Do you need a alcohol license to sell alcohol at your B&B

alcohol license

Alcohol license at your B&B
Alcohol license at your B&B

Contact your local authority about alcohol license to sell alcohol at your B&B

Local councils are responsible for licensing matters, so your first move should be to contact your local Licensing Officer for some advice.

They’ll be able to give you a copy of the council’s Licensing Policy – licensing law is the same for all of England and Wales (with equivalent laws in Scotland and Northern Ireland), but councils can put their own “spin” on policy to reflect local needs and priorities.

The Licensing Officer can also provide you with the application forms you need if you decide to go ahead.

Premises license for your B&B

If you’re going to sell alcohol you’ll need to apply for a premises license.

To apply for a premises license you’ll need to:

Fill in a form and submit plans of your premises – these don’t need to be architect’s drawings, a basic plan is fine, but they’ll be assessed by the fire authority, planning department and health and safety officers (among others) to see whether your premises are suitable for what you’re proposing.

Advertise your application, just like a planning proposal, and if there are objections the Licensing Officer may arrange a hearing with the Licensing Committee.

All this means that it might take a month or two for your application to be dealt with, so allow yourself plenty of time.

You pay a one-off fee for your premises license plus an annual fee to cover inspections and enforcement, both of which are based on rateable value. This will vary a bit, but for example a small B&B might expect to pay £100-£200 initially and £70-£180 annually thereafter.

Taking over a B&B that’s already licensed

If you’re taking over somewhere that already has a license, it’s fairly quick and easy to take over from the previous holder – your Licensing Officer will help you to do this.

It’s a good idea to have a thorough look at the previous license to see if there’s anything else you’d like to change (opening times etc), as once the license is granted you’ll have to pay a fee every time you want to change anything.

Selling alcohol for people to take away

If you want to do off-sales (alcohol for people to take away) you pay a little bit more, but it’s something I’m suggesting all new businesses consider. This would give you the option of selling picnic baskets and hampers containing wine or fizz, or gift packs of local beers as souvenirs.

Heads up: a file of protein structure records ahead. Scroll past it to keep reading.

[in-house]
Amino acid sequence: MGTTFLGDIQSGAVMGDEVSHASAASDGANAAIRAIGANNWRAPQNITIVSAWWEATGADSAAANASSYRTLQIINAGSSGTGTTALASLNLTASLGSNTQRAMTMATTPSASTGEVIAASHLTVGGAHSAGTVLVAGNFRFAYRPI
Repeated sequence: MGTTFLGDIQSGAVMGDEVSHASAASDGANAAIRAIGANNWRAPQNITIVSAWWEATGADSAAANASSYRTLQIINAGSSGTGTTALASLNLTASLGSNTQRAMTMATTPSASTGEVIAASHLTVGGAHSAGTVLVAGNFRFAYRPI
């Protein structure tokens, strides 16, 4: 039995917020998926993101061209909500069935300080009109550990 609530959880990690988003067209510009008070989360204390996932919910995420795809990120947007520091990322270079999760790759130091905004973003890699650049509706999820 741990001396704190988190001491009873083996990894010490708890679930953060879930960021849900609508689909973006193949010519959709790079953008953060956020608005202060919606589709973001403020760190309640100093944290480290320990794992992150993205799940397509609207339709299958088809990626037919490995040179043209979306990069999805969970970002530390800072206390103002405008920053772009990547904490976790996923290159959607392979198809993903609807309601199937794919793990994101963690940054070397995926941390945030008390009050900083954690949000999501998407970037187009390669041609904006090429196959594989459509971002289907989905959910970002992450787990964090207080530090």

Personal alcohol license for your B&B

At least one person will also have to hold a personal license – this should be the person in normal day-to-day control of the business.

You’ll need to fill in another application, have a basic disclosure (DBS check) done, which costs around £25, provide a couple of passport photos and pay a fee of around £37.

You’ll also need to complete a licensing qualification to show that you understand the law and your obligations as a licensee. The one-day course costs around £150 on average, and your Licensing Officer should be able to recommend local training providers.

There are now some online versions available, though personally I’d always recommend a tutor-led course so that you can ask questions and network with other learners.

Again, you’ll need to consider your timing. Certificates following the course can take 4 weeks or so to arrive, and a CRB check is only valid for a limited period, typically a month, from the date of issue.

So is it worth getting an alcohol license for your B&B?

Adding it all up, it would probably cost a small B&B £320-£400 initially. You’d also need to think about the cost of buying glassware and stock, and any other equipment you might need (wine or beer fridges, ice buckets…). If you can at least cover those costs out of the extra revenue raised, then it might be right for you.”

Do I need an alcohol licence if I’m giving alcohol to guests for free?

Providing ‘free’ alcohol to guests to your B&B

To quote the Visit England Pink book:

“You need a licence to sell alcohol – this includes providing ‘free’ alcohol, because it is an incentive to purchase and/or is included in your pricing structure. The fact that you charge the guest for staying in your accommodation means that they are essentially paying for the alcohol that is provided. In other words’ the guest has effectively paid a ‘consideration’ for that service. It is not free”

Running an Honesty Bar at your B&B

If you are operating an honesty bar, you are still effectively selling the alcohol to guests.

You’d always need a license for “sale by retail of alcohol” to your guests. Whether they’re paying at the time, or later, or as part of a whole package, it would still be viewed as a sale. If you took payment and passed part of the revenue to charity, that’s still a sale.

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About Karen Thorne 20 Articles
Karen is the owner of Bed and Breakfast Academy. She has run her own successful B&B in Shropshire, England, for 17 years and supporting and guiding aspiring and existing B&B owners through B&B academy for the last 15 years. If your dream is to run your own amazing bed and breakfast... I will support you to create a business you'll love owning, and which guests will love staying at.